By Christina Berger
Special Features Editor
MOSCOW, Russia — Russia’s Ministry of Justice refused to approve the registration application of a new political party founded by prominent opposition members. This refusal will effectively bar the party from participating in the upcoming Duma (Russian assembly) elections in December and presidential elections in March 2012.
Russian federal law requires that a political party must have at least 45,000 members and regional departments in at least half of Russia’s 83 constituent units in order to be registered. The new liberal political party, the People’s Freedom Party (known as PARNAS), which was founded by Russian opposition leaders, including former prime minister Mikhail Kasyanov and former deputy prime minister Boris Nemtsov, “for a Russia free from abuse and corruption,” claims 53 regional offices and 46,000 members.
The Ministry of Justice claimed they denied the application to register PARNAS because the submitted charter does not comply with federal law on political parties, mainly the regulation that charters must provide a stipulation for the rotation of heads of the governing body. The Ministry also said that the party’s required 45,000 signatures contained violations because some of the party members were dead, underage, or not legal residents of the region where they signed. Additionally, the Ministry said they received written statements from citizens disavowing their signatures as members of PARNAS or denying they attended the PARNAS general meeting.
PARNAS leadership claimed that the charter was identical to standard charters, and that they had the requisite eligible 45,000 members. Also, Kasyanov and others have reported that some people who joined the party, which held its founding Congress in December 2010, were summoned by police officers and questioned about joining the opposition party, as well as whether they realized they could lose their job or their children would lose the opportunity to study at university. Nemstov stated that he wasn’t surprised because Russia’s ruling party is “deadly afraid” of the opposition and their elections “are nothing but a farce.”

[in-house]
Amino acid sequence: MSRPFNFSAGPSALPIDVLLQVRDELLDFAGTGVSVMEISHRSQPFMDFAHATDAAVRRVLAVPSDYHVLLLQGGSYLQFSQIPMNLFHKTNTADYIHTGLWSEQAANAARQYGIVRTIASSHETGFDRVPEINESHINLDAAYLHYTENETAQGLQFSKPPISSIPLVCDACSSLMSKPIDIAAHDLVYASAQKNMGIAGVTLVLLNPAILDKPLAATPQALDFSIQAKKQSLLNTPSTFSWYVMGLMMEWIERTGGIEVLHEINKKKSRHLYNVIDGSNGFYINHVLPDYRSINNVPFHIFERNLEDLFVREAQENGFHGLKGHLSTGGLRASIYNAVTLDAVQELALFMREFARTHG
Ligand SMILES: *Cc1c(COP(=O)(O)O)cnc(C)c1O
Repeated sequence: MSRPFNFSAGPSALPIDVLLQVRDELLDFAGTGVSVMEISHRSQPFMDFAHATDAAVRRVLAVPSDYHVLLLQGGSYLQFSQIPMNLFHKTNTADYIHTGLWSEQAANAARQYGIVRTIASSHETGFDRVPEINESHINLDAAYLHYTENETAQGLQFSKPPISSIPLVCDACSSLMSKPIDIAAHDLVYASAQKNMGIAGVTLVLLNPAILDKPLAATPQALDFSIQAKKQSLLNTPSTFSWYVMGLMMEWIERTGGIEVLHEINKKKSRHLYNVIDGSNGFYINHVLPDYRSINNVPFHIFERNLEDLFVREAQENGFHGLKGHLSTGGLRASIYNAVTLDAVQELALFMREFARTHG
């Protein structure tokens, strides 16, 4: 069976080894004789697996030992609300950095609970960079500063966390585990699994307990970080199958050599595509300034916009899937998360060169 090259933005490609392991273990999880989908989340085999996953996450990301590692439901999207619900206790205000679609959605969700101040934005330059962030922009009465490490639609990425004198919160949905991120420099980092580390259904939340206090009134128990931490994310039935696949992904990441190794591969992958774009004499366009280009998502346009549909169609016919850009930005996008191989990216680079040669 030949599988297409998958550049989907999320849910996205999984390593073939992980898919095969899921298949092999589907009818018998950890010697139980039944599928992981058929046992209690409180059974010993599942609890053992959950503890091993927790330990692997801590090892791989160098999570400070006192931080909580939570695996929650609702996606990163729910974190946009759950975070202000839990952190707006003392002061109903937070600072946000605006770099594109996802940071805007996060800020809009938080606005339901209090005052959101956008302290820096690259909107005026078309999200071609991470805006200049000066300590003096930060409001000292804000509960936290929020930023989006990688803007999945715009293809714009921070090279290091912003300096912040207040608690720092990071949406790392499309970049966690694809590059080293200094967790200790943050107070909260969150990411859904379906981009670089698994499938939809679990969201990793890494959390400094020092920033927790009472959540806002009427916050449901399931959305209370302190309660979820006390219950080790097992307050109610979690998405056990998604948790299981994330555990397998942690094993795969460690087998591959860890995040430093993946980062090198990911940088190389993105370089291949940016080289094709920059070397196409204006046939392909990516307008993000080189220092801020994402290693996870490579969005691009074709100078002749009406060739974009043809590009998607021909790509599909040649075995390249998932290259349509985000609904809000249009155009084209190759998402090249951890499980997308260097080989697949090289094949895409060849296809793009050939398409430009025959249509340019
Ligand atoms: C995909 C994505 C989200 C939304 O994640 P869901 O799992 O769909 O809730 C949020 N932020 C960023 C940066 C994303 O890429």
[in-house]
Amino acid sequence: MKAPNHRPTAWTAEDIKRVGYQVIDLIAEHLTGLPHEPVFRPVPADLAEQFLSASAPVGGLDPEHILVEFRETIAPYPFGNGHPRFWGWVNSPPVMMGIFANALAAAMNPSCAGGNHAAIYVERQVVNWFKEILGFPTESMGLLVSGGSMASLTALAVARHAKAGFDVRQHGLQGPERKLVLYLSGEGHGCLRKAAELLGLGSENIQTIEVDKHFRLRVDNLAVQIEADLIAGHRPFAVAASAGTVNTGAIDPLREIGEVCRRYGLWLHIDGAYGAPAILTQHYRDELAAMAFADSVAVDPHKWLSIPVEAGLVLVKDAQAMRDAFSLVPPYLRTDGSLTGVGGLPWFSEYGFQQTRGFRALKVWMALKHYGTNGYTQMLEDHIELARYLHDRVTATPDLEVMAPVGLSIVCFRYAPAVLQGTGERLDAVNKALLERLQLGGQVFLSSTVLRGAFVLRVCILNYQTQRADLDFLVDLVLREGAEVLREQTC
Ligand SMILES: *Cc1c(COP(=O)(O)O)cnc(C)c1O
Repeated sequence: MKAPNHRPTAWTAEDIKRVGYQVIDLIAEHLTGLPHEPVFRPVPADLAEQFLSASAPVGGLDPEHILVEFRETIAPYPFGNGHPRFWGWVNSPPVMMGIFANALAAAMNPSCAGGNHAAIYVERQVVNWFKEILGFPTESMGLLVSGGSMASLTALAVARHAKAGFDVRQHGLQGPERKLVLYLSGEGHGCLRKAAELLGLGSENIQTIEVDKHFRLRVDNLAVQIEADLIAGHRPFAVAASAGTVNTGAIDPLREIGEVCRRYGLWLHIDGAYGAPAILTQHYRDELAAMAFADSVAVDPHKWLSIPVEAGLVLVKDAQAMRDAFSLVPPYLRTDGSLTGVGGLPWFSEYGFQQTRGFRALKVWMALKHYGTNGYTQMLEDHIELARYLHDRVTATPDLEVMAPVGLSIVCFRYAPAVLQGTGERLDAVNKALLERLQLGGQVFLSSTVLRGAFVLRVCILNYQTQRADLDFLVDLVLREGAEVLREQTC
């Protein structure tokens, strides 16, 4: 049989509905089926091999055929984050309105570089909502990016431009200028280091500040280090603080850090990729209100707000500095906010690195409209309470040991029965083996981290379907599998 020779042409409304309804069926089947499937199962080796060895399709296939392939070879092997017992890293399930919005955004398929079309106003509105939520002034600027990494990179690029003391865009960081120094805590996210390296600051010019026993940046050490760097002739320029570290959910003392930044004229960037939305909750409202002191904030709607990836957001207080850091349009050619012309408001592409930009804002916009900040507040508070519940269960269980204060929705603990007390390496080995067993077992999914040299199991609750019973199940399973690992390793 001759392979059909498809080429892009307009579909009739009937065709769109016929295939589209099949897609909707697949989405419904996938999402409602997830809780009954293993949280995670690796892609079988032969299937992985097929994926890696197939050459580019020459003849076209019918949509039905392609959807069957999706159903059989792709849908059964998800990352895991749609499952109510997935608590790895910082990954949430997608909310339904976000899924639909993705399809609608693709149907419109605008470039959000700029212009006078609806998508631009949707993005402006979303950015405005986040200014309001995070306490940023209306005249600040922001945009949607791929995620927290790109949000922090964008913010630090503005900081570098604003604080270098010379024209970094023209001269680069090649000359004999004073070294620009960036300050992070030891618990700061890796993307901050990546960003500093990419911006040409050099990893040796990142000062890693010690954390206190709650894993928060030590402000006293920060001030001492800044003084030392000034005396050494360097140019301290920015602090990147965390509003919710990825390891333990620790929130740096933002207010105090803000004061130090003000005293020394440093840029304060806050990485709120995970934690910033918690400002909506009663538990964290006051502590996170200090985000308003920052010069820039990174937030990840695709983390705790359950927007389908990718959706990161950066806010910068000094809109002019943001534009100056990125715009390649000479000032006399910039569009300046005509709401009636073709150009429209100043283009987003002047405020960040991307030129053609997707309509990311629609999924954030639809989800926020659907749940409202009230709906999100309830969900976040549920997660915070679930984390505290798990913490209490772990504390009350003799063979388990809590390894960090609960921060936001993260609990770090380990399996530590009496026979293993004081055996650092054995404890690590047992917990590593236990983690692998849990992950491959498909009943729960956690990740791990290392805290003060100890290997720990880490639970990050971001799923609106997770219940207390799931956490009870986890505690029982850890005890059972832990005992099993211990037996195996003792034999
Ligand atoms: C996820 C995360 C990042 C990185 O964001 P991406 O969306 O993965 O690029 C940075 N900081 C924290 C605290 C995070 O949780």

President Dimitri Medvedev recently pledged to increase political competition in Russia , and if the PARNAS registration application was the first test of that pledge, many feel it was a failure.
Kremlin critics claim that authorities often use technicalities to deny registration to opposition parties. Leaders outside of Russia have also found this decision troubling. U.S. Secretary of State Hilary Clinton said in a statement, “[the U.S. is] troubled by reports of pressure from authorities in the regions designed to intimidate PARNAS (the party’s) supporters, prompting them to resign positions or disavow their signatures on required lists.”
A spokesperson for the European Union’s foreign-policy chief also expressed concern at the denial, saying “[t]he difficulties faced by political parties in registering for elections effectively constrain political competition in Russia, reduce the choice available to its electorate, and show that there are real obstacles to political pluralism in the country.”
Lyudmila Alekseeva, the chair of Russia’s oldest human rights organization The Moscow Helsinki Group, said, “If there was some hope for a fair election, now it’s gone.”
For more information, please see:
MSNBC — New Russian opposition party barred from election — 22 June 2011
CNN — Russia refuses to register liberal party; U.S. ‘disappointed’ — 22 June 2011
BBC — Russia rejects new opposition party registration — 22 June 2011
Russia Today — Opposition party denied registration for accepting dead members — 22 June 2011
RFE/RL — Russian Opposition Party Denied Registration — 22 June 2011